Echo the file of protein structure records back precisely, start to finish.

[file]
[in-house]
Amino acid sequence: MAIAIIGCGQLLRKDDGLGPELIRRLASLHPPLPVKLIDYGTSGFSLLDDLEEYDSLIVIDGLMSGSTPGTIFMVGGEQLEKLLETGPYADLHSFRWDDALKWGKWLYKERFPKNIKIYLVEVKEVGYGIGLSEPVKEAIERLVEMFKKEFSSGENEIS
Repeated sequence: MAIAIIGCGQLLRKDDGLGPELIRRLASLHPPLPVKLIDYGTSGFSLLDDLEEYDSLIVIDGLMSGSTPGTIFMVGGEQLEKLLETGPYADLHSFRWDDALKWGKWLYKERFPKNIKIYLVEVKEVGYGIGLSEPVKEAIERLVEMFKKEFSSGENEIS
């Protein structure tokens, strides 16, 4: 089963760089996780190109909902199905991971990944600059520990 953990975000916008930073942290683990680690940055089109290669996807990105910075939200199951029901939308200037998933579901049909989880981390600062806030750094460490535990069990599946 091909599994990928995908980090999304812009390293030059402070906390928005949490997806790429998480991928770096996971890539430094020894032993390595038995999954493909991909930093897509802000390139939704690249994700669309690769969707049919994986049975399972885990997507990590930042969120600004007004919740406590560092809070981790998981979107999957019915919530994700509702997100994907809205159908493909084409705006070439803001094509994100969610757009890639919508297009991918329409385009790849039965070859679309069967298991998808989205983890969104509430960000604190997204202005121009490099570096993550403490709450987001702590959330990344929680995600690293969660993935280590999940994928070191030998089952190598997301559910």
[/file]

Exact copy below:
[in-house]
Amino acid sequence: MAIAIIGCGQLLRKDDGLGPELIRRLASLHPPLPVKLIDYGTSGFSLLDDLEEYDSLIVIDGLMSGSTPGTIFMVGGEQLEKLLETGPYADLHSFRWDDALKWGKWLYKERFPKNIKIYLVEVKEVGYGIGLSEPVKEAIERLVEMFKKEFSSGENEIS
Repeated sequence: MAIAIIGCGQLLRKDDGLGPELIRRLASLHPPLPVKLIDYGTSGFSLLDDLEEYDSLIVIDGLMSGSTPGTIFMVGGEQLEKLLETGPYADLHSFRWDDALKWGKWLYKERFPKNIKIYLVEVKEVGYGIGLSEPVKEAIERLVEMFKKEFSSGENEIS
């Protein structure tokens, strides 16, 4: 089963760089996780190109909902199905991971990944600059520990 953990975000916008930073942290683990680690940055089109290669996807990105910075939200199951029901939308200037998933579901049909989880981390600062806030750094460490535990069990599946 091909599994990928995908980090999304812009390293030059402070906390928005949490997806790429998480991928770096996971890539430094020894032993390595038995999954493909991909930093897509802000390139939704690249994700669309690769969707049919994986049975399972885990997507990590930042969120600004007004919740406590560092809070981790998981979107999957019915919530994700509702997100994907809205159908493909084409705006070439803001094509994100969610757009890639919508297009991918329409385009790849039965070859679309069967298991998808989205983890969104509430960000604190997204202005121009490099570096993550403490709450987001702590959330990344929680995600690293969660993935280590999940994928070191030998089952190598997301559910």